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Huge temperature swings do a number on us

Feb 21, 2017 • by Mike Zielinski, Host of The Mike Zielinski Show
Mike Zielinski

I am told that climate change and weather are not one and the same, but they at least share the same Uber ride.

We just had a weekend when the temps were in the 60s — in the aftermath of a few wicked cold days with high winds that cut like a scythe.

The other week in San Diego East, otherwise known as Berks County, it was in the 60s one day and the teens the next.

Broken elevators don’t drop that fast. Neither does a grand piano falling from a 47th floor window.

Back-to-back days with hot flashes and then cold flashes give all of us insight into what menopausal women go through.

Such wild temperature fluctuations are not ideal beyond the inconvenience of a quick wardrobe change and having your sunblock suddenly turn to ice.

They are not good for the body.

A sudden cold snap can affect the cardiovascular system. 

“When the weather gets colder your body is trying to conserve the heat and in order to do that the blood vessels become somewhat more constricted,” said Dr. David Frid, a cardiologist at Cleveland Clinic.

Frid said when blood vessels constrict, it may cause blood pressure to rise and blood to thicken, which increases the risk for blood clots.

Throw in some snow shoveling on top of that and the cardiovascular system could, in layman terms, blow a gasket.

Assuming the snowman cometh again.

Sudden cold, damp weather can also wreak havoc on joints.

People often experience escalated arthritis pain or swelling when the temperature drops suddenly.

A quick change in the weather, whether the temps skyrocket or crash, is a migraine trigger.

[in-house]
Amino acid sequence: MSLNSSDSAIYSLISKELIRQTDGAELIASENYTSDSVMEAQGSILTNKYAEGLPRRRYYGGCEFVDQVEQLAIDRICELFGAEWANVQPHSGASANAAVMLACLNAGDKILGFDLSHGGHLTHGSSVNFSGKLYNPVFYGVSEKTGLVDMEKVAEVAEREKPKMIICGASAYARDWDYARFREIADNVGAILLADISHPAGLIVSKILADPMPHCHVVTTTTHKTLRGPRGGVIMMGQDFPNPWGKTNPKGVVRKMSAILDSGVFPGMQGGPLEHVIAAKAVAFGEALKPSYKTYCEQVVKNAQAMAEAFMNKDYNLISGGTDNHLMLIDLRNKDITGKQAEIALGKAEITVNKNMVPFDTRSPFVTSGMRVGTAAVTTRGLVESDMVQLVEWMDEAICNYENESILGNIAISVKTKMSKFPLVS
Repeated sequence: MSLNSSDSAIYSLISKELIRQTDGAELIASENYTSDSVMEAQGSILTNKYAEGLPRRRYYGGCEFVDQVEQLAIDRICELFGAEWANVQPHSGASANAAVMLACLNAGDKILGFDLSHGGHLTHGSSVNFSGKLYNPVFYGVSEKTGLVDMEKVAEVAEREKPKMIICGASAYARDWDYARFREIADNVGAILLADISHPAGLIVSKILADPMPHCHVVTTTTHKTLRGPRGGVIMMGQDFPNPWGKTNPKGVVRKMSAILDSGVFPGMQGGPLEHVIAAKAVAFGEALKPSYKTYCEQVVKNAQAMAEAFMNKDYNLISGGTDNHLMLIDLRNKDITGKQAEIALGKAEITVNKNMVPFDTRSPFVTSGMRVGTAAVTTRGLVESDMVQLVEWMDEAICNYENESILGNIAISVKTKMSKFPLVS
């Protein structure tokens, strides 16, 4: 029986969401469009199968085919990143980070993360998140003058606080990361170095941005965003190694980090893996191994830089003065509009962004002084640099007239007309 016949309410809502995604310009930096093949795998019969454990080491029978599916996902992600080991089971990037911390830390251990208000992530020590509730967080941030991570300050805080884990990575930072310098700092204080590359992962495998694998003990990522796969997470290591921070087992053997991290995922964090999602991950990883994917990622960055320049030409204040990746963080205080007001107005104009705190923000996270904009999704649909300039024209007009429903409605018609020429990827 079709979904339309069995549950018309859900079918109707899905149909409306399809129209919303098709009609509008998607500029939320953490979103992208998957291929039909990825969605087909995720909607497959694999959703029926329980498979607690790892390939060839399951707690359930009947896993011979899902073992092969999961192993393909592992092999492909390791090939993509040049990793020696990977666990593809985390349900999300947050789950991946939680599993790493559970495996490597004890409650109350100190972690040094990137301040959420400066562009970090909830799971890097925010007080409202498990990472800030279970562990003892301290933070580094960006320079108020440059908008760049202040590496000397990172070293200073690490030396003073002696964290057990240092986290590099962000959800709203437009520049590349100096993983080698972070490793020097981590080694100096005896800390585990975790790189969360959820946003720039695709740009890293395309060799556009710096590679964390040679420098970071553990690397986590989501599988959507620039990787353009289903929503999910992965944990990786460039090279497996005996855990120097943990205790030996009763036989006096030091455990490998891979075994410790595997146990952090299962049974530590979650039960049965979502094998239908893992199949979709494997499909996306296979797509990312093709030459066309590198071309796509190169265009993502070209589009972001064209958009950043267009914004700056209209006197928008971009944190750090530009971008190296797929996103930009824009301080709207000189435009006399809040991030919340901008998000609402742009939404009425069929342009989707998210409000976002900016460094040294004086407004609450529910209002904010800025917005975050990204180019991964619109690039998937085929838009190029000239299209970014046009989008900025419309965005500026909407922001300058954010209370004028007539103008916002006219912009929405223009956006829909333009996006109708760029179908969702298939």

When the temperature suddenly geysers north, it irritates eczema and makes it more difficult for people with lung disease to catch a breath.

The weather, unlike Vladimir Putin, is not our friend. If it isn’t killing us with tornadoes, hurricanes, floods and snowstorms, it turns our bodies into mincemeat when the thermometer turns yo-yo.

Granted, we could be proactive and choose to live where the temperatures are relatively constant.

For those who enjoy being frozen popsicles, your paradise just could be Vostok Station in Antarctic, reputed to be the coldest place on Earth because the temperature there once dipped to a rather frosty minus 128.6 degrees.

The coldest inhabited place is Oymyakon, Russia, a small delightfully quaint village in Siberia, which has an average temperature of minus 49 degrees and once hit a low of minus 96.16.

If you prefer having the sweat pouring out of you, you have your choice of three lovely hot spots.

The temperature allegedly once climbed to 136.4 degrees in El Azizia, Libya but that data is disputed.

For some reason when it comes to weather and/or climate change, the data at times has more integrity problems than a mobster.

Greenland Ranch, fondly known as Furnace Creek, in Death Valley, Calif., boasts of once hitting an air temperature of 134 degrees. There obviously is no need for a furnace in Furnace Creek.

Then there is that exotic getaway destination, the Lut Desert in Iran, which once had a surface temperature of 159.3.

Of course, if you are relatively sane, you should opt for the aforementioned San Diego, which is blessed with the perfect cocktail of 70s and sunshine.

Summer highs in San Diego rarely top 80 degrees while winter highs generally fall somewhere between 65 and 70. San Diego also has about 260 sunny days a year.

With such heavenly weather, one wonders why the whole world doesn’t pack up and move there.

Granted, the median home price in San Diego is $522,250. But you don’t have to spend money on heavy winter clothing or snow blowers, not to mention paying the price for all the bodily ills exacerbated by big temperature swings.

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